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Default Re: Terrarium Build Advice?

I'm not sure I understand the purpose of the gravel / sand layers. Is it for making the setup look attractive from the side views? As far as I know there is no functional need for that kind of substrate, when you're already going to have an eggcrate-based drainage layer.

If this is a tiny little 10-gallon tank, I see it being difficult to get the texture you're looking for onto what must be extremely small PVC joints. Unless it's very fine gravel. Even then, though, I worry that time will wear away the sand / gravel particles and expose the silicone. At least, that's been my experience with waterfalls in the past. You may want to think about the color of the silicone you put down. Alternately, you could use brown-colored Flexseal spray and put the particles down while it's still sticky. That way, even if it all wears away, you'll still have sort of the right color.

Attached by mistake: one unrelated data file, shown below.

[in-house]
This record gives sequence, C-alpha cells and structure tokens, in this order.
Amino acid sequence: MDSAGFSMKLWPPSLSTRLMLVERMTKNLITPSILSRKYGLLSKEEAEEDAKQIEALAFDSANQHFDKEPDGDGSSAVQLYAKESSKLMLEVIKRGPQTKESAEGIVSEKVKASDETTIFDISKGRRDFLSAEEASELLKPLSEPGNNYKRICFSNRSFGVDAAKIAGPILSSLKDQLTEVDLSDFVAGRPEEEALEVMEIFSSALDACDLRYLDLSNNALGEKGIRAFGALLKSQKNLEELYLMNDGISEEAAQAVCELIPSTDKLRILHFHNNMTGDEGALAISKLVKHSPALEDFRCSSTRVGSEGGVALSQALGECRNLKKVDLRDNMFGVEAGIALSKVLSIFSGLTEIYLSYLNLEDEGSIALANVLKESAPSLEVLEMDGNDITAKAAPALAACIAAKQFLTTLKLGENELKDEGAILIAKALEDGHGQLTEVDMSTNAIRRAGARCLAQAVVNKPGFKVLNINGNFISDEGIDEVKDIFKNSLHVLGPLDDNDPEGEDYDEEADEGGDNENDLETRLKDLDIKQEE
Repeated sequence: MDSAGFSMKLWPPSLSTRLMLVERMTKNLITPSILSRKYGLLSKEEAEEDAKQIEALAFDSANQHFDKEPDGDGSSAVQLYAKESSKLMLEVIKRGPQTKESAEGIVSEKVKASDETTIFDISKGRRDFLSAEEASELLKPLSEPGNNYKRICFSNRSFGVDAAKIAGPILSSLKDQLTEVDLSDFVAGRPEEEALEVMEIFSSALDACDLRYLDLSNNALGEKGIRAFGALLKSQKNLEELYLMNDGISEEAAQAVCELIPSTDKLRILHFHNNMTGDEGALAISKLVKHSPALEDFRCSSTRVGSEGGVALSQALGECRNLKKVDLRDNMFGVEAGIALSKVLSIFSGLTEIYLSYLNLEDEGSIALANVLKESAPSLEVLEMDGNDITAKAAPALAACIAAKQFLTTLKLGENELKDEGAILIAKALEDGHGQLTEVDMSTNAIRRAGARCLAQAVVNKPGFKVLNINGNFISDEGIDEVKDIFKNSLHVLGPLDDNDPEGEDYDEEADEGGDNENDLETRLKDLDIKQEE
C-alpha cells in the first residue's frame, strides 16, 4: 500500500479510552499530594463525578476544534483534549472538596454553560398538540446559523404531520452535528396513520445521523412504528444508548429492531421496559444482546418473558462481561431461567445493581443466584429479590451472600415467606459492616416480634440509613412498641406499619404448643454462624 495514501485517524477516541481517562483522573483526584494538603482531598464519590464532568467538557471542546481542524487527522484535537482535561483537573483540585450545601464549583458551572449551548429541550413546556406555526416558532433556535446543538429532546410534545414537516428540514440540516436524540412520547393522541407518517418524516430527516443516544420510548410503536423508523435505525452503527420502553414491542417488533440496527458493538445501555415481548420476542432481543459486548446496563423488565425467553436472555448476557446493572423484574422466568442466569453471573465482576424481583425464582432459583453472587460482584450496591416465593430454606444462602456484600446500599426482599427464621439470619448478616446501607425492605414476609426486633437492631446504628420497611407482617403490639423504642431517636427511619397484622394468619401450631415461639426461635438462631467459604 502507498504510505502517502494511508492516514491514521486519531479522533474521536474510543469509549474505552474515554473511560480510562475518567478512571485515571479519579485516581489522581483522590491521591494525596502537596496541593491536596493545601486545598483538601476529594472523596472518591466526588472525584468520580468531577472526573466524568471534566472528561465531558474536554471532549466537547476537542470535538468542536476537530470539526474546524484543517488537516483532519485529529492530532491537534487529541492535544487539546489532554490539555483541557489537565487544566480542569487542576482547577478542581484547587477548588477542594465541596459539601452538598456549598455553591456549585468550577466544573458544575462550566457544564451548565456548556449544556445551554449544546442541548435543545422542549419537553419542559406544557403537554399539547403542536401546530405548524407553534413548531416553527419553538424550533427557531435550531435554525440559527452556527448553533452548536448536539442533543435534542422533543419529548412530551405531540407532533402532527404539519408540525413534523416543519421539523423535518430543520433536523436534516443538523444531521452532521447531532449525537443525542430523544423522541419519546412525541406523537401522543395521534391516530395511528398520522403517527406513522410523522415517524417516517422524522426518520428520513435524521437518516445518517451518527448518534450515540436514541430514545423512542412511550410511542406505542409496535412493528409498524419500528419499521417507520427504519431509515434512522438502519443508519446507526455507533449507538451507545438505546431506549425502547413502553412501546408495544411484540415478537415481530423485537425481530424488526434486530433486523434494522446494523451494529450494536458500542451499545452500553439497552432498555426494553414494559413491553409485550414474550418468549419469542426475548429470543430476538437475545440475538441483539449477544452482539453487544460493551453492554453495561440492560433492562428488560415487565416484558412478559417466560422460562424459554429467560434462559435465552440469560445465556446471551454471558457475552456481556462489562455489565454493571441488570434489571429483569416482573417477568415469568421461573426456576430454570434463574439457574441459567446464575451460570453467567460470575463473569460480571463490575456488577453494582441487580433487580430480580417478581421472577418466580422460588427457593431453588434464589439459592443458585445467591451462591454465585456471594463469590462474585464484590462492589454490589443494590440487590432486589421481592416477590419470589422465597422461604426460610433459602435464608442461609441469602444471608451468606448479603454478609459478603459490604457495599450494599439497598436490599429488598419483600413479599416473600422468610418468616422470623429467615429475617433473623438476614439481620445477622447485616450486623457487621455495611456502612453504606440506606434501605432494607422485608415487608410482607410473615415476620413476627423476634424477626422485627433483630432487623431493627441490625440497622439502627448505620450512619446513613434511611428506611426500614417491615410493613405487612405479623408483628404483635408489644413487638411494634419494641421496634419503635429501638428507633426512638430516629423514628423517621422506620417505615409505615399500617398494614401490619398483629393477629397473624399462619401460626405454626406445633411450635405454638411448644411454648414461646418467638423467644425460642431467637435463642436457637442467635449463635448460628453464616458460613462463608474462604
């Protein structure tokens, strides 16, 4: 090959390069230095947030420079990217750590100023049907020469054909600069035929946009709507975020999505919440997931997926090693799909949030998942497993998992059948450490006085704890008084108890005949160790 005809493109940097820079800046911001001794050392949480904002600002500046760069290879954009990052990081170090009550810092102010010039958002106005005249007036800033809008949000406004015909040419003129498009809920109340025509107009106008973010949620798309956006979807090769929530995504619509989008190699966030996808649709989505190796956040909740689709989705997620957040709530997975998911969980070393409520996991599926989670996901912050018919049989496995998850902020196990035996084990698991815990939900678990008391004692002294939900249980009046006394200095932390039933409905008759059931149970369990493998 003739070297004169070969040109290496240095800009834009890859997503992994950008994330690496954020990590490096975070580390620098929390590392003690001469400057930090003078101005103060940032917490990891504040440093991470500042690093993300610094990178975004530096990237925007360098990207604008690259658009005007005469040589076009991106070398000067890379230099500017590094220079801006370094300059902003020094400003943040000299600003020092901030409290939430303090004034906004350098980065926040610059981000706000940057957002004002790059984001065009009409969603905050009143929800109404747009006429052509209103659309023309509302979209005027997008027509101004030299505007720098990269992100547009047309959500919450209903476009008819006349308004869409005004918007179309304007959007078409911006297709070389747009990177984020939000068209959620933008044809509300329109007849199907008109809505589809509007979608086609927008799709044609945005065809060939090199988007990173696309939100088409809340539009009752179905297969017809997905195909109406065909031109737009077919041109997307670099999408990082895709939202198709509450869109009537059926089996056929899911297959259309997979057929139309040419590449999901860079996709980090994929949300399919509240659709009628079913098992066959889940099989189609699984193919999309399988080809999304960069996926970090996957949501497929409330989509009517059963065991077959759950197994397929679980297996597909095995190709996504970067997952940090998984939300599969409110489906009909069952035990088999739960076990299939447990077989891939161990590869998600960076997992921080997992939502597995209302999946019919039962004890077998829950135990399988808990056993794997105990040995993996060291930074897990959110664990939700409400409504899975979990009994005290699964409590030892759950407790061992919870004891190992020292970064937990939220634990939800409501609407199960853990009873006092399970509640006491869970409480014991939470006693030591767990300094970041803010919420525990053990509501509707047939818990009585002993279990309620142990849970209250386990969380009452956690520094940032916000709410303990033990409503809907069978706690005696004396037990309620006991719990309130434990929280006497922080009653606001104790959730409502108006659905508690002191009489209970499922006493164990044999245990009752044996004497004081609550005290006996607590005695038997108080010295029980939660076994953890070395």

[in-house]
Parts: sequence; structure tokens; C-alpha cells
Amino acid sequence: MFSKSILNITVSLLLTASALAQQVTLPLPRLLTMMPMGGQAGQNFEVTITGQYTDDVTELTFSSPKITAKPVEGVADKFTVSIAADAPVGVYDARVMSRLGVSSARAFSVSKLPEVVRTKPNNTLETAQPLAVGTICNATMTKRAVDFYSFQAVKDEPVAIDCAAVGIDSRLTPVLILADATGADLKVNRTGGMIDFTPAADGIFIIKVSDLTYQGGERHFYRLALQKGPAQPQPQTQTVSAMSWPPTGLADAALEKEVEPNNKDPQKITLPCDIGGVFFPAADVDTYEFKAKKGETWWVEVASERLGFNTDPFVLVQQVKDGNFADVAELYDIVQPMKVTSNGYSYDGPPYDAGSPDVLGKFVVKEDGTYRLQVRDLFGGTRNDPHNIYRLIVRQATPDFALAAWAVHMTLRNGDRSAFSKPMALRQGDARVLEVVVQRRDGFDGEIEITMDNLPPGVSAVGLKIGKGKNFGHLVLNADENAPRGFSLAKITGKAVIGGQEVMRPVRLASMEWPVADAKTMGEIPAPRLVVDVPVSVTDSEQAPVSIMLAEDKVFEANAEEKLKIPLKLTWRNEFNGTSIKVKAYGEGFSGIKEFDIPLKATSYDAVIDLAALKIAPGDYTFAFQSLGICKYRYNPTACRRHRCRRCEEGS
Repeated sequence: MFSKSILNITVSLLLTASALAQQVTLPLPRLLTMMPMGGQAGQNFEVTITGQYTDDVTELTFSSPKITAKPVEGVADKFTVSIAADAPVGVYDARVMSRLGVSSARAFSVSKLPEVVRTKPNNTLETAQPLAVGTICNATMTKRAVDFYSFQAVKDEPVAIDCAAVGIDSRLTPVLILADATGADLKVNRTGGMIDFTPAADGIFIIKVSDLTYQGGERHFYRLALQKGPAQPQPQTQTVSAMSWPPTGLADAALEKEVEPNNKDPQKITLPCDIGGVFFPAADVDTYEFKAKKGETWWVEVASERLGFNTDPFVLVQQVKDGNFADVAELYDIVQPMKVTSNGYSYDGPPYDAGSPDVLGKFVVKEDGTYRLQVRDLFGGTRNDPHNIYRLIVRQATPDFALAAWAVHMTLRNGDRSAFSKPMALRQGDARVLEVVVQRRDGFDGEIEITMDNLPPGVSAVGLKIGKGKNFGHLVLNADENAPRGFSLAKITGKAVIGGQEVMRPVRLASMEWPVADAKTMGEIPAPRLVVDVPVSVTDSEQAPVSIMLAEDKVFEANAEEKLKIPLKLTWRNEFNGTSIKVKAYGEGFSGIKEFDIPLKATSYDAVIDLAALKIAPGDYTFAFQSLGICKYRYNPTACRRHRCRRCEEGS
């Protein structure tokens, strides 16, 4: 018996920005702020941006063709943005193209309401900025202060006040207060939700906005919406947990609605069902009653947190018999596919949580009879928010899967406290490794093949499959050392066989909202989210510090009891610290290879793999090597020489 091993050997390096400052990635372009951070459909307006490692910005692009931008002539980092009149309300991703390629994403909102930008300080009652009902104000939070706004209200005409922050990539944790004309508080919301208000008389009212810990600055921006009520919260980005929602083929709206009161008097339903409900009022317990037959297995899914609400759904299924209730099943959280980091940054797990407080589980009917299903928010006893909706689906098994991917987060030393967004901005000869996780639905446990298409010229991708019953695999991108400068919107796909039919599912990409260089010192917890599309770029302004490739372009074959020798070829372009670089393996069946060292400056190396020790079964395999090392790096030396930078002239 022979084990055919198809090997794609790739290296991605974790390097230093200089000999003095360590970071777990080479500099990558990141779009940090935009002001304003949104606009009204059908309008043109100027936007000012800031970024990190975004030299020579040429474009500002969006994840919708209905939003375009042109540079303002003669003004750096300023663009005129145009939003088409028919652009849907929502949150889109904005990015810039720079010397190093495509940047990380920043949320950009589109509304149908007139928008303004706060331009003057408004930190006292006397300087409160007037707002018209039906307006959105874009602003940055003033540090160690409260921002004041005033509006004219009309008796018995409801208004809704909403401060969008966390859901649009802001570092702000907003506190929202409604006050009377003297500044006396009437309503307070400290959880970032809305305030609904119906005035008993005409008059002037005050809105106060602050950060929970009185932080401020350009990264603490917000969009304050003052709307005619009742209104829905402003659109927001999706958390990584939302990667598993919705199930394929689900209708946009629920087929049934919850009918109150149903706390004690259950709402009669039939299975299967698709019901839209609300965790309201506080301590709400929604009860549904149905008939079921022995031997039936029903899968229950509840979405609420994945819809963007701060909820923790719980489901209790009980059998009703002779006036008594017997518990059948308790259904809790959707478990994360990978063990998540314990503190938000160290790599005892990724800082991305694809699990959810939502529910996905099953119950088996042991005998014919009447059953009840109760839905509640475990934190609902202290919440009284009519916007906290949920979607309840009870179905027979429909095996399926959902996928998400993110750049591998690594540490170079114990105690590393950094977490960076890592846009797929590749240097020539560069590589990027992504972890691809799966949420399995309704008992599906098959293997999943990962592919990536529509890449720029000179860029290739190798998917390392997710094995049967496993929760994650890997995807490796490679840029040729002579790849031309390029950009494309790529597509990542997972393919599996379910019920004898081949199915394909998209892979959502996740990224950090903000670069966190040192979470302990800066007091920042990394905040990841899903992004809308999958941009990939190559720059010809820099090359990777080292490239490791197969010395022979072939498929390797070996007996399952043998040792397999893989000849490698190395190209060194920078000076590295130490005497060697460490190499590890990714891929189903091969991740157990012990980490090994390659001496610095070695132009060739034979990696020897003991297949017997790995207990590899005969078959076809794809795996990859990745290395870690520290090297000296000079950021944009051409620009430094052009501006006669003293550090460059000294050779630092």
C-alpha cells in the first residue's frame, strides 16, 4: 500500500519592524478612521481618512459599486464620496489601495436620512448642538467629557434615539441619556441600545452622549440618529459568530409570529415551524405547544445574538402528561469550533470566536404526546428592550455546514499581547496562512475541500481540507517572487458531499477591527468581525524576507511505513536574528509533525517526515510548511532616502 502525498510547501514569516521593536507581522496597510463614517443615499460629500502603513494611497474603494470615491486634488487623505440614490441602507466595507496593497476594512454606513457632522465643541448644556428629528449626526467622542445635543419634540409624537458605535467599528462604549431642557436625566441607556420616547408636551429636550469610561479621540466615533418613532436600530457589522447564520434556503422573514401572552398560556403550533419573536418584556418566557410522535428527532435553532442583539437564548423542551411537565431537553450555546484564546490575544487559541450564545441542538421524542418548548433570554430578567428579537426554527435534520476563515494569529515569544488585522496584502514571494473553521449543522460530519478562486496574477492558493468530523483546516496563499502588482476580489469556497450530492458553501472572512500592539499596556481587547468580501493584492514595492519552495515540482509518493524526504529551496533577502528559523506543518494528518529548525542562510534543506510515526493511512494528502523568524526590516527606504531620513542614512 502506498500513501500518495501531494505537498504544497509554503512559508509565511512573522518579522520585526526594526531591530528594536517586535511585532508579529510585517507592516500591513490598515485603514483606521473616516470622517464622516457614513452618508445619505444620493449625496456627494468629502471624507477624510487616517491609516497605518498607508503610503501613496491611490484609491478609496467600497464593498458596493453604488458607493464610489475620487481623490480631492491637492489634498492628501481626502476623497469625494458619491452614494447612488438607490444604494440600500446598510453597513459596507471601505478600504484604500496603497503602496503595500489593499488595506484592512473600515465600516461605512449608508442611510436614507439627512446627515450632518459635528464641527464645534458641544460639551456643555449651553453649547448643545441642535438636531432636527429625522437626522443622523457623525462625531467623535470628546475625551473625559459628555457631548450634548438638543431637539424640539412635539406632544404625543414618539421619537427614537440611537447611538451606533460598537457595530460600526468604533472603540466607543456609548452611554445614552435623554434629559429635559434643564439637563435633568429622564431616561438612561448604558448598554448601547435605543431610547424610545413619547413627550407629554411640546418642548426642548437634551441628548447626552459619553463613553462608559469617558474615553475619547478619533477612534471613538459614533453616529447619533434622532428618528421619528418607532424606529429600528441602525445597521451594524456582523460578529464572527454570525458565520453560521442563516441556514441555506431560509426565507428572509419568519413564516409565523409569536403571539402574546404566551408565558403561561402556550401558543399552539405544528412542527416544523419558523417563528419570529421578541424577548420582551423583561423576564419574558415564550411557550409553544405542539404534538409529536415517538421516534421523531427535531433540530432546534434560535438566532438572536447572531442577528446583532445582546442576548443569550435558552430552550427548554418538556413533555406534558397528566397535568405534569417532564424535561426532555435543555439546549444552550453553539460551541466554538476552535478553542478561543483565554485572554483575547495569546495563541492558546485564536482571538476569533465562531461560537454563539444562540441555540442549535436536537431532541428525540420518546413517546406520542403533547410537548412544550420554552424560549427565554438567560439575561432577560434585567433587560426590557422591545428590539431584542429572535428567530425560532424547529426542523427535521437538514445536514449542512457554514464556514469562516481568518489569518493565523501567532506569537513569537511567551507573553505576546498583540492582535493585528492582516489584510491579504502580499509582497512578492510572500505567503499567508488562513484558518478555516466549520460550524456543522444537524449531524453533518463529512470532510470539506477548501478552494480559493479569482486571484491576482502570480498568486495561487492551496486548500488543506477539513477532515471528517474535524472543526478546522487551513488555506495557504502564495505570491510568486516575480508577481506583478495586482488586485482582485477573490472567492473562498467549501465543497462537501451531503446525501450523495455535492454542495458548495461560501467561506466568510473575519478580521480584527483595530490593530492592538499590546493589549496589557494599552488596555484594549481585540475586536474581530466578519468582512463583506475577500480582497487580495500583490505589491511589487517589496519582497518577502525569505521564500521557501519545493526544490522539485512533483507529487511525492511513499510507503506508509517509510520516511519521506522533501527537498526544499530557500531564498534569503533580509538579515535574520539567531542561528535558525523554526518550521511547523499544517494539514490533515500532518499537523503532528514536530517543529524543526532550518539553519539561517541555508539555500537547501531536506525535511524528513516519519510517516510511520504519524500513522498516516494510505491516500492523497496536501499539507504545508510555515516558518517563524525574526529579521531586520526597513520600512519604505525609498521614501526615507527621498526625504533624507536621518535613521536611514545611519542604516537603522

Which program did you use to make the graphic? It does a good job of representing what you're trying to do.

EDIT: Also, regarding Great Stuff: if you're using a glass tank, just about nothing is truly permanent, if it's on the glass part of the tank. A new razor cartridge / razor scraper can deal with quite a lot. The only substance I have been unable to scrape away with a razor blade is epoxy clay.

Last edited by Kinstrome; 07-16-2019 at 01:51 AM.
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Old 07-16-2019, 01:56 AM
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Default Re: Terrarium Build Advice?

Thank you for the response!

I've never done a vivarium or terrarium before and want to make sure I have good enough substrate drainage considering the fact that I can't access the bottom once it's all said and done. Eggcrate would honestly be the biggest pain in the butt and I'd love to skip it, if I can. Any recommendations? Would soil and gravel be sufficient?